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Nosedive in the grains?

Last week we talked about the impending retreat in grain prices for wheat, corn, and soybeans. That following weeks where we indicated soybeans sales above 14.90 January, and corn sales with March corn above $7.60 were some excellent sales levels for 2012 crops. Quickly, corn prices have retreated 60c and soybeans as well on virtually no news in the markets. In fact, with cancellations of U.S. soybean exports recently by China, even with some dry areas in Brazil in the northeast, prices still retreated.  

Recently in our daily column we wrote about how the "fertilizer" of high prices may be impacting the markets, allocating the short supply of grains in 2012 production years and also spreading that same fertilizer around the world's producing region for the 2013 crop year. That magic of the invisible hand of the market may also be impacting us IN SPITE of a terrible production year in 2012 corn. We pondered the impact of a normal crop or better yields returning with the strong incentive to produce more acres and intensify efforts on those acres across the world.  

Today's market showed another sharp retreat on Informa's projected 99 million acres of 2012 U.S. corn, with 79 million acres of soybeans estimates. Apparently, farmers are paying attention to the soybean/corn price ratio, which strongly favors planting corn over soybeans in 2012. With a return to normal trend yields, we end up with a much larger production of corn and soybeans. Where is the demand to mop up that extra production?

Market wannabes continue to ponder how this can happen. But whatever you do, do not underestimate the ability of the U.S. farmer to produce when the market demands it. Sure, there are some dry areas in parts of the western U.S. (particularly Nebraska, South Dakota, and Kansas). But much of the eastern Corn Belt and Southeast were healed of moisture shortages by fall rains (and hurricanes) that relieved drought conditions there. Weather is always unpredictable, and perhaps watching South America's production prospects this year (with estimates starting to creep higher for Brazil) is having an impact on our impressions of whether we can rebound from drought.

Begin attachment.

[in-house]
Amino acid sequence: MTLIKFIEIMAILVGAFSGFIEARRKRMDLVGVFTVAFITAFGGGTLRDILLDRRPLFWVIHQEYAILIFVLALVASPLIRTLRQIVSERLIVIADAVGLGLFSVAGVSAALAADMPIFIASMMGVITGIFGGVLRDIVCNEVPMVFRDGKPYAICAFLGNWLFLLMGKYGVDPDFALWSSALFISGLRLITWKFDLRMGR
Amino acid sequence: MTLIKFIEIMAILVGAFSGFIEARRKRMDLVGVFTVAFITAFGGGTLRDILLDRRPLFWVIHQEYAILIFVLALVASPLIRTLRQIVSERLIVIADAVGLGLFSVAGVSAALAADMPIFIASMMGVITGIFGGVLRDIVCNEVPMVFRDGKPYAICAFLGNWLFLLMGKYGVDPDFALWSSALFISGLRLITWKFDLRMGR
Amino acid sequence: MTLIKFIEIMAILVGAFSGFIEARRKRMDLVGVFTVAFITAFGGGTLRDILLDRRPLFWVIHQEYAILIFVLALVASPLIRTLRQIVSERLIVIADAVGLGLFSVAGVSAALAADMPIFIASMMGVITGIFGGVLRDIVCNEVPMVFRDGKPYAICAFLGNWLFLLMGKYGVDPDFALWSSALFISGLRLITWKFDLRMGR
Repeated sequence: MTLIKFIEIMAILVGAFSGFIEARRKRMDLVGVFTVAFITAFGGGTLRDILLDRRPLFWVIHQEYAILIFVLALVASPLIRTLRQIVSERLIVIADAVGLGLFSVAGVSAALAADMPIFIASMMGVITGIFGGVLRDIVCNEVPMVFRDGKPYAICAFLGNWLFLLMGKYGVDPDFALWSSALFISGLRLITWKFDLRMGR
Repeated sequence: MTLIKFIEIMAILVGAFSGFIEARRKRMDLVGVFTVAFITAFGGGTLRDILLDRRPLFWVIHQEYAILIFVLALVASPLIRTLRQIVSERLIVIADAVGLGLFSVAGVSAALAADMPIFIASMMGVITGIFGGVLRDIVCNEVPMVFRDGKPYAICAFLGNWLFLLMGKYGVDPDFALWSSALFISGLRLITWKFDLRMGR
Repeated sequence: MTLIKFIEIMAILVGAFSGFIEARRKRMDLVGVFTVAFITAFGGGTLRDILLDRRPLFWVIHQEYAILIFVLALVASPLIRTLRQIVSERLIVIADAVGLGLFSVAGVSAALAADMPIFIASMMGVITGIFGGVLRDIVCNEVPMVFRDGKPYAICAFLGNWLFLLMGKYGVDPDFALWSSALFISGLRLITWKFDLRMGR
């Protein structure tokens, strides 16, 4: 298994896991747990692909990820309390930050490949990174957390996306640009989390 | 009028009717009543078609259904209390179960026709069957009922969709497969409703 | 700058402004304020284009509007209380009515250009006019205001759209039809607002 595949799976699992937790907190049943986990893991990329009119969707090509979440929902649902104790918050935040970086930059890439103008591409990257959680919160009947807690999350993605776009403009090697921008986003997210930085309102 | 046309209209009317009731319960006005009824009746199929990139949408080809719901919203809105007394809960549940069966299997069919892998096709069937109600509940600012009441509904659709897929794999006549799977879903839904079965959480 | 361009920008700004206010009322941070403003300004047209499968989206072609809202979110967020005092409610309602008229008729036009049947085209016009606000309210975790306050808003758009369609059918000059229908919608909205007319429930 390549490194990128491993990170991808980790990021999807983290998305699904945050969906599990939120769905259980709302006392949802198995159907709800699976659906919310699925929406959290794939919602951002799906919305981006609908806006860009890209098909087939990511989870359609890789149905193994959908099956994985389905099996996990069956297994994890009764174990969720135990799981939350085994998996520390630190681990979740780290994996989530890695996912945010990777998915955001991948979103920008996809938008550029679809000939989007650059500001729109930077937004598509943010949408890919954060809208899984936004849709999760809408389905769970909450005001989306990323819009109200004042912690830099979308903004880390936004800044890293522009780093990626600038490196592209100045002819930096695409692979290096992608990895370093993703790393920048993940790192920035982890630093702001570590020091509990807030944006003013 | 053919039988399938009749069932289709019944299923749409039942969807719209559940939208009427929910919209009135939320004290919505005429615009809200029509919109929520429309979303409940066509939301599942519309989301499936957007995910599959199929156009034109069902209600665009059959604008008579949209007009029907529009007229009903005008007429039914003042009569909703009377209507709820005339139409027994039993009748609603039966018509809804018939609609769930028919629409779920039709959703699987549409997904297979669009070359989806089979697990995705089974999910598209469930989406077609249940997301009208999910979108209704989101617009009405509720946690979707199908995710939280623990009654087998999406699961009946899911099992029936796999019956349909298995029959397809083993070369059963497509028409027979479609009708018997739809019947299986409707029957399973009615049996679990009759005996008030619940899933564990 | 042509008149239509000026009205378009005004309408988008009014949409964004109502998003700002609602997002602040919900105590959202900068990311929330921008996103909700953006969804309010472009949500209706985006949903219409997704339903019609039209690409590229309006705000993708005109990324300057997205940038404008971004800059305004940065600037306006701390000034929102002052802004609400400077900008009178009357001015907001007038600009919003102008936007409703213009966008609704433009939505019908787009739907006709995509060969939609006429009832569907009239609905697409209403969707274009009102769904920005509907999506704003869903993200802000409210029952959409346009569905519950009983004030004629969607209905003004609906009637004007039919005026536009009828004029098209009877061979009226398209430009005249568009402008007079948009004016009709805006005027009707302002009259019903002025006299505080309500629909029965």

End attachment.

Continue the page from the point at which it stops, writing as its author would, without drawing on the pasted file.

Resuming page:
Yes, it is possible for production to rebound.  And to imagine a large crop like 5% or 10% above trend yields is astounding when you consider the productive machine of the U.S. farmer. So indeed, the market does need to consider a number of possibilities next year.

Woe to the farmer holding cash grain expecting things to get ever better as the season wears on.  It's one thing to hold $4 cash corn hoping for a price increase. It's another to be holding $7 or $8 cash corn hoping for a price increase!

Pro Ag has a long-standing concern that corn priced above $6 (yes, that is a 6!) is priced above what the market will bear as evidenced by the experience in 2008, and the tumbling market that ensued in the dearth of our financial crises of 2008. It's been a long time since we've seen corn prices below $6. Pro Ag is wary of the "fertilizer" of high corn prices, and Informa dealt us another reminder of how that works. One only has to look at what land prices have done at current price levels to be aware of the terrific incentive to produce under the current price structure.  

Perhaps it won't be long and we will be trading 2013 corn over $6, and $13 2013 soybeans may not last either. These are still historically high price levels. We may be wishing for these price levels again if we quickly fall below these marks.

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